Twelve words worth knowing if you don’t want to look like a plonker
This began as a list of 10 useful words, but I soon saw that there is so much jargon in Buddhism that even 20 would be a very small start. You can download an illustrated PDF file of 20 words that beginners will find useful from here. The page you’re reading now is a bit shorter.
We should start with the big one, don’t you think?
First off, “the Buddha” was born in Nepal around 560 BC. This is the person often called the “historical Buddha”, though the events were not recorded in writing at the time. He is usually represented in monastic robes, often holding a begging bowl.
He is often called “Gautama”, which was his personal name, “Shakyamuni”, which means the “sage from the Shakya family”, or Siddhartha.
“Buddha” is more of a title than a name, and means an awakened or enlightened person. Actually, Buddhas are a bit more than just enlightened for their own sake – a full Buddha is not just enlightened, but is able to teach others, to “turn the wheel of the law”, as the traditional phrase has it, which is why he is still so revered today.
Short meaning: the teachings.
The importance of the Buddha is therefore, most of all, that of a founding teacher, and his legacy is his teaching. A Buddha does not control our lives, but the teaching of a Buddha, the dharma, is something we can take to our hearts and put into practice.
The “noble” sangha is the community, without which Buddhism would never have survived past the death of the Buddha himself. It can mean ordained monks and nuns. It also means the “near-Buddhas” who are thought to live on a higher plane and actively help us – Chenrezi is probably the most famous example. Sometimes the word is used to refer simply to one’s Buddhist friends.
Taken together, the Buddha, the Dharma and the Sangha are known as the three refuges, three jewels, or the three precious ones.
Action. Shorthand for “action and result”. The idea is that whatever you do, say, or think leaves a trace in your mind, and in the long run this will draw you to corresponding circumstances. It emphatically does not mean that everything that happens to you is the result of your past karma.
A group of syllables recited for spiritual purposes.
Perhaps the best-known mantra, the one you are most likely to hear at pilgrimage sites, is the “Mani”:
Om Mani Peme Hum
There is a vast amount that can be said about what it means. Take my tip, and ignore any attempts to “translate” it in a simple way (I’m thinking of things like “Hail to the Jewel in the Lotus”). And if you hear somebody pronouncing the fourth and fifth syllables something like “pad may” then you know they may well have got it from a book.
The word “mandala” means something round; the Tibetan translation means something more like “circle and centre”. But not just any attractive, round design makes a mandala in this sense: the details specified by the tradition are very precise.
Most mandalas represent a deity (a form of the Buddha) in his or her palace.
The universe is often offered in imagination to the Buddhas, for which purpose it is pictured as a circular mandala.
There is a good bit more detail in the PDF file.
The sutras (discourses) are the texts held to have been spoken by the Buddha himself.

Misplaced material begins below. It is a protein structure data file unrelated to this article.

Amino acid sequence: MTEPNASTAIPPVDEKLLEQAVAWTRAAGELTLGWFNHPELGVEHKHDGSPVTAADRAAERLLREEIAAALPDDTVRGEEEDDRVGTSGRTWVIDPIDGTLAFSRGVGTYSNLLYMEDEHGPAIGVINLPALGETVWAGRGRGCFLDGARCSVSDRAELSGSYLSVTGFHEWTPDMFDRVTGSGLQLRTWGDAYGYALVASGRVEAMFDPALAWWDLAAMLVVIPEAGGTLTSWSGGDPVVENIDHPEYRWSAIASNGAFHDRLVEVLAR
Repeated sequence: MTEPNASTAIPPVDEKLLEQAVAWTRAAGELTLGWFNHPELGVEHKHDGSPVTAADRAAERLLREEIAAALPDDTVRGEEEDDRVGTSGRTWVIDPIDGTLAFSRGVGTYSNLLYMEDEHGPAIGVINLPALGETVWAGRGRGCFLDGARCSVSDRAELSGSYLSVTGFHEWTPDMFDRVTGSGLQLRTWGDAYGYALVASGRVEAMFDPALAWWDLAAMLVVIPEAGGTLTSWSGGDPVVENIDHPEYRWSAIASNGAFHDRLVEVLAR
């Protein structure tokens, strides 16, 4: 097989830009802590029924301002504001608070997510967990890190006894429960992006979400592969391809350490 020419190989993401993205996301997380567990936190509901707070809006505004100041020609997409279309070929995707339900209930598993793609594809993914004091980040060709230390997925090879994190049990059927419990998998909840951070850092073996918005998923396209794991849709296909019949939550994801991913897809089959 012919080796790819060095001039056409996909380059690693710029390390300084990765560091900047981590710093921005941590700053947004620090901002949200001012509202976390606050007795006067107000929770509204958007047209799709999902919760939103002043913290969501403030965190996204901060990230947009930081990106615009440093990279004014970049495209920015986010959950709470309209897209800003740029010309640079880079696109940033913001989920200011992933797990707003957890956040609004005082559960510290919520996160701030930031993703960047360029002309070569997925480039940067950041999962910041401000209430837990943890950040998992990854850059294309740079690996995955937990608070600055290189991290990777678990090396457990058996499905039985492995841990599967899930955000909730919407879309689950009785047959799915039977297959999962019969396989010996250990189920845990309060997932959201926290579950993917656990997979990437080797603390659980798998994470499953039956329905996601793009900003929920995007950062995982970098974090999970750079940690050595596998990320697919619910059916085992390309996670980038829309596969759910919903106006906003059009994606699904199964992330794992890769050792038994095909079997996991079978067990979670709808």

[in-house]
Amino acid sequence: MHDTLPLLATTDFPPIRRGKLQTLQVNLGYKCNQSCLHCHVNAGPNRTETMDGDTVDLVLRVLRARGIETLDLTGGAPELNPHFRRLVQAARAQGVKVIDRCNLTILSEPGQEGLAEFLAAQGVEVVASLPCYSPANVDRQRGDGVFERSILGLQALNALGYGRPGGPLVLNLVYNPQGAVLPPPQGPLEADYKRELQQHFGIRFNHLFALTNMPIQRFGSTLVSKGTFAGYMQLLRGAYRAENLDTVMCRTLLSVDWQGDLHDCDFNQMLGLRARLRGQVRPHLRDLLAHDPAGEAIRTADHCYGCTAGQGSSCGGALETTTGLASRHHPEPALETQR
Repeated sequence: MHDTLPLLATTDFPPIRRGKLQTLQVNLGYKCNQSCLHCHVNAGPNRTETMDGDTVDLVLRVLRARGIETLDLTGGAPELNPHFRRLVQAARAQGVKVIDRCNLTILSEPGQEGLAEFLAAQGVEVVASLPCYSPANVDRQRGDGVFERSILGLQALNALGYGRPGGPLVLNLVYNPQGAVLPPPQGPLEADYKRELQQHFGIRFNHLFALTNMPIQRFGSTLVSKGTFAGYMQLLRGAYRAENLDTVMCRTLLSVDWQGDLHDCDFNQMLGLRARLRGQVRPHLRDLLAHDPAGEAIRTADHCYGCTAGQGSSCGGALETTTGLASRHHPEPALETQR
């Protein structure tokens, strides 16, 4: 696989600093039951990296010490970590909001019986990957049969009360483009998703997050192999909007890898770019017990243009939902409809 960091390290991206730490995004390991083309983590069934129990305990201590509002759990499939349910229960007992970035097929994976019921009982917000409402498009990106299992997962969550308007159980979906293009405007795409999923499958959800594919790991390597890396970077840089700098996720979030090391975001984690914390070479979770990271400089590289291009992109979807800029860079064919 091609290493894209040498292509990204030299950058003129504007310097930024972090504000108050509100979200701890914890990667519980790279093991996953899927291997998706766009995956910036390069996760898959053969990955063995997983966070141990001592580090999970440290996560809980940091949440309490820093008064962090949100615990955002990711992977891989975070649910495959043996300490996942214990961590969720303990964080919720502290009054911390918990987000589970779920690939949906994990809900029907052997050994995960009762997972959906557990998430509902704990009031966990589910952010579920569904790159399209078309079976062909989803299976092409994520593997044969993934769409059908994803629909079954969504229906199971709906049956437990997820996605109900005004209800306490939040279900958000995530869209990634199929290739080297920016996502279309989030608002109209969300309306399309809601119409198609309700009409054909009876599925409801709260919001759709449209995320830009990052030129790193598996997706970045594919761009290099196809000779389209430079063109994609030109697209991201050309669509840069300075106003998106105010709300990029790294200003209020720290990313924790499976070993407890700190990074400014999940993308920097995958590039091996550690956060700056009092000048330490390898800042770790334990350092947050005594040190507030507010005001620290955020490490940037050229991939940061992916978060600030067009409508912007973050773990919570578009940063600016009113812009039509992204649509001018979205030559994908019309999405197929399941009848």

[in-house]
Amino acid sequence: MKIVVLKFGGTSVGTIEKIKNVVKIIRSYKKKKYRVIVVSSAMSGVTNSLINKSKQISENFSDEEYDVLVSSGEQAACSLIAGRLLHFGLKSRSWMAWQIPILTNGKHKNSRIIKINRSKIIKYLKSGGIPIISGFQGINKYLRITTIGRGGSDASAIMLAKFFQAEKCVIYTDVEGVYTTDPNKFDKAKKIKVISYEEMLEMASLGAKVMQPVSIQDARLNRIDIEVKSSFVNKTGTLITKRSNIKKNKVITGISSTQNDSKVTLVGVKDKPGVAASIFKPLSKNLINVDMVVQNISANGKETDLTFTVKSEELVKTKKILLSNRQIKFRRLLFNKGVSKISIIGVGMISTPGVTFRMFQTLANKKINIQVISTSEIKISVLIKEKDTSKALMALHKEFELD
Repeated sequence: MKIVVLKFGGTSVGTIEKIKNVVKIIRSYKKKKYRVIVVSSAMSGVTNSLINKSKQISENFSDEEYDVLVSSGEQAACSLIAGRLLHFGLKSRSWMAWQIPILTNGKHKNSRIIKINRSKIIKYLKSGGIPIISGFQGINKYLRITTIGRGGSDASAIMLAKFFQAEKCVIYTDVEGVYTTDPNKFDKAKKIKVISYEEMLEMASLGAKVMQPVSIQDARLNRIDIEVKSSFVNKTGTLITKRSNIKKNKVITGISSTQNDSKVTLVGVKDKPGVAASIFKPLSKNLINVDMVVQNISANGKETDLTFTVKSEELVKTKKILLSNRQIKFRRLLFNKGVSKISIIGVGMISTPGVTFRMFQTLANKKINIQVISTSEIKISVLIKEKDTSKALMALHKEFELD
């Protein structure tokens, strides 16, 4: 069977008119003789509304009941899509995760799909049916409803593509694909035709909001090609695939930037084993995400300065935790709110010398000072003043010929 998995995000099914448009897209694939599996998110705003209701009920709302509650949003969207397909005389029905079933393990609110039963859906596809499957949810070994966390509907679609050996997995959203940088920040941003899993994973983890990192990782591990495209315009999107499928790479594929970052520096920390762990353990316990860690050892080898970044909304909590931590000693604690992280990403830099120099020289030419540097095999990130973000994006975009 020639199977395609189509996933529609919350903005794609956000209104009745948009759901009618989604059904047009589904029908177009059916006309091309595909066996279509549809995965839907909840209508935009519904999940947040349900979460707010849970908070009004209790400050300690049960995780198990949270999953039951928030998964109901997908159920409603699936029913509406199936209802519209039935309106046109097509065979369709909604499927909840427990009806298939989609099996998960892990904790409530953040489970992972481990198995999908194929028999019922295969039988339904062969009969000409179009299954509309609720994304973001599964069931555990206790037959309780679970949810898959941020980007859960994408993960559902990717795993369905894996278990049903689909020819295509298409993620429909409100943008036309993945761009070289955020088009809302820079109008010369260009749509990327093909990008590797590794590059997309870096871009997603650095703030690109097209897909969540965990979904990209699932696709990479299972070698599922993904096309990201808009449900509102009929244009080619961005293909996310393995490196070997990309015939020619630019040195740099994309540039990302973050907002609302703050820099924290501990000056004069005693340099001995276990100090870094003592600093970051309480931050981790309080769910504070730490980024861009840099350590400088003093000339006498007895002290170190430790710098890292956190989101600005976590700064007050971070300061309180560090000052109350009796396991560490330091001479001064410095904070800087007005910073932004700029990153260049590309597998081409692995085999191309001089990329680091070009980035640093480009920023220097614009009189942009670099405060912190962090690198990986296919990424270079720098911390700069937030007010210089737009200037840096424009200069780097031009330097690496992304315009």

Although the sutras are enormously revered, Buddhism is not a “religion of the book”, and the teachings do not amount to a one-size-fits-all truth. The Buddha’s teachings were – necessarily – incomplete and sometimes provisional.
In Tibetan Buddhism, tantra and sutra are two approaches to the teachings. In the sutras, enlightenment is approached bit by bit, working on generosity, ethics, philosophical analysis, meditation and so on for a long time.
The tantras focus on a new way of seeing experience, in which we are, in a sense, already Buddhas and the universe is already a mandala.
Buddhism includes a “small path” in which we take vows of renunciation so as to become liberated. Monks and nuns are the classic example of this. Then there is the “great path”, the Mahayana, which emphasises compassion for all sentient beings and stresses the wish to become enlightened in order to liberate them. The vajrayana is the path of the tantras. When practised properly, the vajrayana turns the here and now into a sacred Buddha-field. Sounds great, eh? Don’t forget to read the small print.
Lama, or guru. A teacher, but in a heavy-duty sense.
The lama can be the person who is your main connection to the teachings, or can be the main holder of the teachings of a school – the Karmapa, for example. The lama can also express the power of enlightenment that gives life to the teachings and the practice. In the latter case lama might take the form of Guru Rinpoche, or perhaps the form of Dorje Chang (Vajradhara), who was the form that the Buddha took to teach the tantras.
This does matter, because devotion to the lama is a very significant part of Tibetan Buddhist practice. If we only have an understanding of the first sense, we can end up licking our lama’s boots, taking his every idle whim as a command and trying to emulate his political views, tastes in music and turns of phrase.
Stupas! Things like this:
Also called “initiation”. The word has three particularly important meanings:
1) A ceremony in which a lama transmits the authority to perform the practices associated with a particular deity.
2) Part of a meditation practice in which a visualised deity transfers the blessing of its body, speech and mind.
3) “The four empowerments”, which are four stages of experience that unfold in the course of tantric practice.
So that was about a dozen. Don’t forget that these, and a few more terms*, are described more fully (and with more pictures!) in a PDF which you can download here.
*Buddha, Dharma, Sangha, Three refuges, Karma, Shiné, Mantra, Mandala, Mala, Sutra, Tantra, Three yanas, Hinayana, Mahayana, Vajrayana, Lama, Stupa, Sadhana, Empowerment, Vajra, dorje